Sudanese migrants preparing to fly back to their home country
Four-year-old South Sudanese girl Nyot Koang Gai carries a South Sudanese flag as she walks with her mother upon departure from Israel, June 17, 2012. Photo by Reuters / Baz Ratner
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Kadima has proposed legislation that would provide clear-cut criteria for giving residency permits to labor migrants and spouses of Israeli citizens.

The bill would make it harder for migrants to enter Israel, but once here, easier to receive official status.

Kadima says current laws are not comprehensive enough to deal with labor migration. It says the bill would allow more sympathetic treatment of people crossing the border; for example, of children of migrants illegally in Israel for many years.

Success in advancing the bill would show that Kadima is a key member of the coalition, which it joined two months ago. Kadima considered submitting such legislation before joining the coalition, but withdrew it because a bill sponsored by the opposition would have no chance of passing.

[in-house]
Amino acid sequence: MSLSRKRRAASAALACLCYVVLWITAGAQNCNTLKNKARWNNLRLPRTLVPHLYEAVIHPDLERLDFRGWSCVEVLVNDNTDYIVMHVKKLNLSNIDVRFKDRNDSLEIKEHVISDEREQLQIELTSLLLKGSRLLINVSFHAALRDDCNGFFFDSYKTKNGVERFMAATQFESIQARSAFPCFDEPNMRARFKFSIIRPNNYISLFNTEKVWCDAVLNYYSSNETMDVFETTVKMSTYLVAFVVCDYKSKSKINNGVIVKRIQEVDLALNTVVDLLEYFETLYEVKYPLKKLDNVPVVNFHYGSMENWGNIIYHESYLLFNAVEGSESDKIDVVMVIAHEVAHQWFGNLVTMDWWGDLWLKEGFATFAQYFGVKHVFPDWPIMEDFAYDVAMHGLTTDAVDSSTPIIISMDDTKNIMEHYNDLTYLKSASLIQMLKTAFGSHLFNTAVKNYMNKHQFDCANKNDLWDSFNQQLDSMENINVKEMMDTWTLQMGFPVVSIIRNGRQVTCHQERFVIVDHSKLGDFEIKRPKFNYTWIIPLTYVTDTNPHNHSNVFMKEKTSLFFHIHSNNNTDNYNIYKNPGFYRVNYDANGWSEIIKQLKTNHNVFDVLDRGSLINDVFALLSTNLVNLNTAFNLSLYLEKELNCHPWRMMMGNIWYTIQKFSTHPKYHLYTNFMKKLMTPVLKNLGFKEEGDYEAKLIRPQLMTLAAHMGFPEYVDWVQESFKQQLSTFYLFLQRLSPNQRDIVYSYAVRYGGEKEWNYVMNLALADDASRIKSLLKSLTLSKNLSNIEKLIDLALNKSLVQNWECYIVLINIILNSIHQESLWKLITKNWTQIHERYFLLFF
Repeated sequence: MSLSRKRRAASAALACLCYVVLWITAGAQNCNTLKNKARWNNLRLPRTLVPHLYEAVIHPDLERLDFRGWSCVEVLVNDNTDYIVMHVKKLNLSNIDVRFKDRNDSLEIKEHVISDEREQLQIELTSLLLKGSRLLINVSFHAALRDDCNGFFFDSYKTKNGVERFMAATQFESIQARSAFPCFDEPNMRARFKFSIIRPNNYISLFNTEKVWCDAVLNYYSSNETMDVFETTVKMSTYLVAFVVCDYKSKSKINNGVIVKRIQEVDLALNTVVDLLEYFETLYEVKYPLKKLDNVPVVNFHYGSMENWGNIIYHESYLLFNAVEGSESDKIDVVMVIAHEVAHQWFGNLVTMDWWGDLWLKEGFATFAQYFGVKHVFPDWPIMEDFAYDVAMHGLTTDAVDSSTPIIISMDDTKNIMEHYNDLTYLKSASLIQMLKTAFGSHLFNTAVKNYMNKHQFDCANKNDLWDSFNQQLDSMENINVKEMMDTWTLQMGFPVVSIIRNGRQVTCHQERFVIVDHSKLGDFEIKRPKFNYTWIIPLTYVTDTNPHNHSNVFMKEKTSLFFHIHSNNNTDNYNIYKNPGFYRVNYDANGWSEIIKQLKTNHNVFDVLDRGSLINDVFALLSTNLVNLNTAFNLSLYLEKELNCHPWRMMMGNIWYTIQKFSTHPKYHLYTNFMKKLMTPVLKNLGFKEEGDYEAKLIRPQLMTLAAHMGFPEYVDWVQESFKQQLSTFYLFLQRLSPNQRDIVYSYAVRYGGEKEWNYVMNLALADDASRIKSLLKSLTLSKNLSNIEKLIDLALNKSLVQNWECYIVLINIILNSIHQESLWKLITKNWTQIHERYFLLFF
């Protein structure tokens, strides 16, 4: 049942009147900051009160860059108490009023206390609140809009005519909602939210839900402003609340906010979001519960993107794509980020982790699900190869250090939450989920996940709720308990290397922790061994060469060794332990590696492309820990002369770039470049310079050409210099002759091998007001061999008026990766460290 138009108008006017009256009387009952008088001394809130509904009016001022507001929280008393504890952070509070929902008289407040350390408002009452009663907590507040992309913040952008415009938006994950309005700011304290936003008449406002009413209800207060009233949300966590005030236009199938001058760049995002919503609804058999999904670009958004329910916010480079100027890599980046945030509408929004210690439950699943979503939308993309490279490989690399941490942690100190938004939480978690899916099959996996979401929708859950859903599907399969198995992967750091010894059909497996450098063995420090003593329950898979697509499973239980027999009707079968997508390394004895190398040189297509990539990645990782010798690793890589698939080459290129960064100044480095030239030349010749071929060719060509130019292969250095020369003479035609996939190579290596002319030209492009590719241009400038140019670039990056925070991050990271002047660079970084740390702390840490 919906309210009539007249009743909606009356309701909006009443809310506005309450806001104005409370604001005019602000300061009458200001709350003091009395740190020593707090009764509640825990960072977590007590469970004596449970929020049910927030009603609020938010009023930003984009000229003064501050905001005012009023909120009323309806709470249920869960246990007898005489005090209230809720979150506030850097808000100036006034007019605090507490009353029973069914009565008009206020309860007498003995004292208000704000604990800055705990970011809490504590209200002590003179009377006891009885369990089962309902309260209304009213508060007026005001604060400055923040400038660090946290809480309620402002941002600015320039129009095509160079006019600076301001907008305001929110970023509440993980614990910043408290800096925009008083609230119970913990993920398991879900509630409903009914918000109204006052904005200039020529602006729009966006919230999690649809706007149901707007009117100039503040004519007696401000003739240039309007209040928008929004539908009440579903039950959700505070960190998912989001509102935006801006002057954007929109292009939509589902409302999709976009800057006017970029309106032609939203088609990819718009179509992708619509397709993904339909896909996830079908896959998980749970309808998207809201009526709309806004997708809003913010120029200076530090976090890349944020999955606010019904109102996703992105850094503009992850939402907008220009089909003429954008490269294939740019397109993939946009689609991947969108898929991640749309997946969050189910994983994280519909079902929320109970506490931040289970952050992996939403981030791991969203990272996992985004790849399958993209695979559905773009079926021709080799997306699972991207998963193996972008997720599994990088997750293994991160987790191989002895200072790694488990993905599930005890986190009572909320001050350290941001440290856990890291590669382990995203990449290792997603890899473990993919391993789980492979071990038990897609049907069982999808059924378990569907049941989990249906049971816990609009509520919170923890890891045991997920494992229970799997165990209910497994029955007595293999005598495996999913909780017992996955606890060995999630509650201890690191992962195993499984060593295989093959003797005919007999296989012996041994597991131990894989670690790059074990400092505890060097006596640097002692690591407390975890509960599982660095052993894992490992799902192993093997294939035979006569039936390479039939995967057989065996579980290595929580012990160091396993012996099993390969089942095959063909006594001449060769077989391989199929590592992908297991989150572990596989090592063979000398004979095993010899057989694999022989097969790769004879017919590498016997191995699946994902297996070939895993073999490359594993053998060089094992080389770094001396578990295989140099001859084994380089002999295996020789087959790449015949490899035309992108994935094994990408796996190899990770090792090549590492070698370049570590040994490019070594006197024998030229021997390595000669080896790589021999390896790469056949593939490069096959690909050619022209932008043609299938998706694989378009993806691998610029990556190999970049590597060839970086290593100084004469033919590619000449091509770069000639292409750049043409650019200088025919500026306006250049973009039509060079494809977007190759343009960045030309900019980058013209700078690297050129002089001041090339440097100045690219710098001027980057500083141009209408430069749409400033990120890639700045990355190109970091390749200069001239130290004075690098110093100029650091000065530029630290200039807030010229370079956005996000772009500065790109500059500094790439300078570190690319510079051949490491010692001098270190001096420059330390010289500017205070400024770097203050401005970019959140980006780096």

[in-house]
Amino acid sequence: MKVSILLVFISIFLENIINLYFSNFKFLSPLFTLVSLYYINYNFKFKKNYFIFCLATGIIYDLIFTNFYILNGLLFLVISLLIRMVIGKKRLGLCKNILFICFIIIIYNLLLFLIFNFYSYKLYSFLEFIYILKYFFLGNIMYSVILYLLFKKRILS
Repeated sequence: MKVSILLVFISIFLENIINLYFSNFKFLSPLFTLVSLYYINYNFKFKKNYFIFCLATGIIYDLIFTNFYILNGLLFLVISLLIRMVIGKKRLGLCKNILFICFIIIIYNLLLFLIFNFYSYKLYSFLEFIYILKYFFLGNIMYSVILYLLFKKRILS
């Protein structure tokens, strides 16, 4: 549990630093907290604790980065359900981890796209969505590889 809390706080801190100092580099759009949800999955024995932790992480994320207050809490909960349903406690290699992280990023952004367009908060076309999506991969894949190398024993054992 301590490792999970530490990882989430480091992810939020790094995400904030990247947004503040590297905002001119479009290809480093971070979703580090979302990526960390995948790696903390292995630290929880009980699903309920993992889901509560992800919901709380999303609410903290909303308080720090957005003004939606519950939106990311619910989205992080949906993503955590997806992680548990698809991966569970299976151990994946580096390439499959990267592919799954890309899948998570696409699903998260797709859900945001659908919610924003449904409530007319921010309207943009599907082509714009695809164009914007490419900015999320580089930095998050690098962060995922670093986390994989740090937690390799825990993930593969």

Meanwhile, non-Israeli spouses above 22 would receive legal status in Israel after declaring loyalty to the state, showing "some proficiency" in Hebrew, and proving that they earn a salary equal to or above the Israeli average. Security officials would also have to approve the application.

For migrants, the bill envisions a two-year residency that could be extended for up to five years. Migrants in Israel legally for 10 years would be able to request permanent status, which could be granted three years after applying. Migrants requesting permanent residency would have to prove they have not needed welfare services during the three-year waiting period.

An estimated 250,000 to 400,000 foreign workers have entered the country over the past decade. Some 130,000 people, mostly Palestinians, have entered as relatives of Israeli citizens.